It's been a while since ODST's launch, yet once I played the newest installment in the series I discovered I had skipped a game.  Thank goodness I went back and found this hiding gem, for that's exactly what ODST is: A hidden jewel of wonderment. 

The main enjoyment I've drawn from this game came from its unique single-player campaign.  Told primarily through the eyes of the character known as "The Rookie" you wander the streets of a war torn Earth city after an orbital drop goes bad.  The open ended sandbox style of running around causing mayhem really lent itself well to the series, offering both a refreshing take on what was starting to become formulamatic and an entirely different experience from Halo 3's "take on the world" style.  The game knows you are more vulnerable and takes advantage quickly.  The flashback squences that keep the storyline focused provide some nicely human characters to keep things from getting stale. In them you discover that Bungie has shrank the scale of events yet at the same time, they become easier to understand and follow. 

The firefight mode is as addicting as ever providing some extreme challenge in both skill and tactical thinking, though in my opinion it becomes impossible far to quickly.  It is very easy to get through a round and then think that the next will be just as easy, only to find that the black-eye skull has suddenly turned on to make your life miserable.  The variety of the maps just lends to the fun too with each one requiring different tactics and advantages.  The only issue with the firefight appears when you don't have a buddy to play with there to cover your back as it gets Gravity Hammered.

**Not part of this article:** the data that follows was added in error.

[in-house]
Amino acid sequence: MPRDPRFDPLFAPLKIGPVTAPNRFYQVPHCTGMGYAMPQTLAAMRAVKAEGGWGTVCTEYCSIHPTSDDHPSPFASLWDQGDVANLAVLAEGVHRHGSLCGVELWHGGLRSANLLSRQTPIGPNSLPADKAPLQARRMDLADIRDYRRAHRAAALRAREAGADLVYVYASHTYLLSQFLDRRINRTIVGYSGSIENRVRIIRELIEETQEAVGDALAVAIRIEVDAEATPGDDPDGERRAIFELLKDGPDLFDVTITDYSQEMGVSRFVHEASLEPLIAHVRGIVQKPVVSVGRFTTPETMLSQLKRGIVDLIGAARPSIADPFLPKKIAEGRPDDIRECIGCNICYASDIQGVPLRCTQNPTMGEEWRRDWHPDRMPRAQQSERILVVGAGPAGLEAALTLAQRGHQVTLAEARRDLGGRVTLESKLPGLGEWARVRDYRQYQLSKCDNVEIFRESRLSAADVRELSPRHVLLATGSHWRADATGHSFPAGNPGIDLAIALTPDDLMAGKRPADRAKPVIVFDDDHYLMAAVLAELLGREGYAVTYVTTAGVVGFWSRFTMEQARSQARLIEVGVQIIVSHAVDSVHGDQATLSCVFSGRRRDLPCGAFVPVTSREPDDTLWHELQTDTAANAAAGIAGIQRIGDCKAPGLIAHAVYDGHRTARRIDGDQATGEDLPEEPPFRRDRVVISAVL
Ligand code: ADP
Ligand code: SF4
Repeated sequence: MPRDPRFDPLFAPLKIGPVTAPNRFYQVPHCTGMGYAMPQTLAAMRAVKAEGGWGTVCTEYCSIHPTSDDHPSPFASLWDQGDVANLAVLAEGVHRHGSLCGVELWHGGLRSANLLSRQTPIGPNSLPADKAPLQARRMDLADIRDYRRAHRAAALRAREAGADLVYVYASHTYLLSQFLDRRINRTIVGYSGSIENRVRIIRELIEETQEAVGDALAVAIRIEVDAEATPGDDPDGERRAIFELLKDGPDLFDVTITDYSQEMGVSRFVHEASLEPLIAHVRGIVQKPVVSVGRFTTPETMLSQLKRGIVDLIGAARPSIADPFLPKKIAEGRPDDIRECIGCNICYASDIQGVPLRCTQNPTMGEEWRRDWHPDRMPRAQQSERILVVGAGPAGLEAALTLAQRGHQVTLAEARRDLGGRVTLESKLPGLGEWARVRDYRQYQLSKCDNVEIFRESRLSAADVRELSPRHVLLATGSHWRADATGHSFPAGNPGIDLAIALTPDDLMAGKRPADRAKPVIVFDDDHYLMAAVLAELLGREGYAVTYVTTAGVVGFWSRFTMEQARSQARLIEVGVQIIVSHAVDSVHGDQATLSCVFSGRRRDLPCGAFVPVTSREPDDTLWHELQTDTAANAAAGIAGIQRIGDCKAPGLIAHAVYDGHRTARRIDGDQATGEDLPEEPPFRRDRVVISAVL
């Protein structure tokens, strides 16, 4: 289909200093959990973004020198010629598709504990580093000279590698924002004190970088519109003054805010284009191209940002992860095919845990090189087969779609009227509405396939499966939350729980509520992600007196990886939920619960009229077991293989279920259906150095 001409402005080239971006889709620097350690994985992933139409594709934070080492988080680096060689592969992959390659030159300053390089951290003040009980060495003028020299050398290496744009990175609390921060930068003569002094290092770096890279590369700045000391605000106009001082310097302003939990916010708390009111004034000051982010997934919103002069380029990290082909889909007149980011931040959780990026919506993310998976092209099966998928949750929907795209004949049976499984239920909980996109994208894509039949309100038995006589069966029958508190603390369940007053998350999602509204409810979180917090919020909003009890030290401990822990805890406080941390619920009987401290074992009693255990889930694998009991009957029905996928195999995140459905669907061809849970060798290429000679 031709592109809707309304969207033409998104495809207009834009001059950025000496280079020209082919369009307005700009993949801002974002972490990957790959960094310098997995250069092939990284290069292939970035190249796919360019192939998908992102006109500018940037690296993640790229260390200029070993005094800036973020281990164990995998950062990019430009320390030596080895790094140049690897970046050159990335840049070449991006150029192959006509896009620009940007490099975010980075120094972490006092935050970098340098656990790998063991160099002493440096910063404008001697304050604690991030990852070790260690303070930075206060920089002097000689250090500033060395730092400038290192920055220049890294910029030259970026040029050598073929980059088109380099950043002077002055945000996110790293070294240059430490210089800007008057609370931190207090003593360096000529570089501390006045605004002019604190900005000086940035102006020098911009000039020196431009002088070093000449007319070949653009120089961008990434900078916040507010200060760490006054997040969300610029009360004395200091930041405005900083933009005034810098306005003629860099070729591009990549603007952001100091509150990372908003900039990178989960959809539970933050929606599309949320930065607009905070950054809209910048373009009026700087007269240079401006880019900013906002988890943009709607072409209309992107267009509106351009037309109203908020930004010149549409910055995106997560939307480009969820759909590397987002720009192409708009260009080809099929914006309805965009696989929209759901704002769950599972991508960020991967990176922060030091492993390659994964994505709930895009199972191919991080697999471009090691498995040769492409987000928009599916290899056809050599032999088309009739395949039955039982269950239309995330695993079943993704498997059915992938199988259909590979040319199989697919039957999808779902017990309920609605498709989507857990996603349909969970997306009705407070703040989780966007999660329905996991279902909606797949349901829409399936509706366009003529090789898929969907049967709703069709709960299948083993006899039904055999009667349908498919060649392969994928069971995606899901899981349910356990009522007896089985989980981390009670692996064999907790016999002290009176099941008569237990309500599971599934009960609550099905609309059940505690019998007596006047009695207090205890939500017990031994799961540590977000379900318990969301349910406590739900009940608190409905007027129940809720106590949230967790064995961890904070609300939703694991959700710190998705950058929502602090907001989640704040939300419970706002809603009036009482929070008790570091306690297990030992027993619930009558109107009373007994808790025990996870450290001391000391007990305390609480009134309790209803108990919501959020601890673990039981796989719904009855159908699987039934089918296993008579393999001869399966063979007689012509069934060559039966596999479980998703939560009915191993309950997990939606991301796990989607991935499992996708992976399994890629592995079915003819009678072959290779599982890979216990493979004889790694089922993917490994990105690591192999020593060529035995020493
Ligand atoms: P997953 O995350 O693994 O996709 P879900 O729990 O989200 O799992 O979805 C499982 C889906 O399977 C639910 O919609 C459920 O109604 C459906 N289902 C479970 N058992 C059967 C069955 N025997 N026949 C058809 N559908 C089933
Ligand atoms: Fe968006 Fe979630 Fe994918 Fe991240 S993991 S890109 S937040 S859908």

There are some issues with the game.  Firstly, it was intended to be an expansion pack, thus the graphics run off basically the same engine as Halo 3.  Second, the enemies have a nasty habit of suddenly spotting you in the dark even though you're well hidden.  while this isn't too annoying on Normal difficulty, on Legendary such an occurence is almost always a death sentence. Yet despite some minor shortcomings, ODST shows its true colors well by distinguishing itself from its brtheren but still retains that Halo feel that makes fans remeber why they love this series. Considering this review is being written so much later from ODST's launch, it's price has dropped substantially, making Halo 3 : ODST not only a requirement for any Halo fan to play, but also a video game fan as well.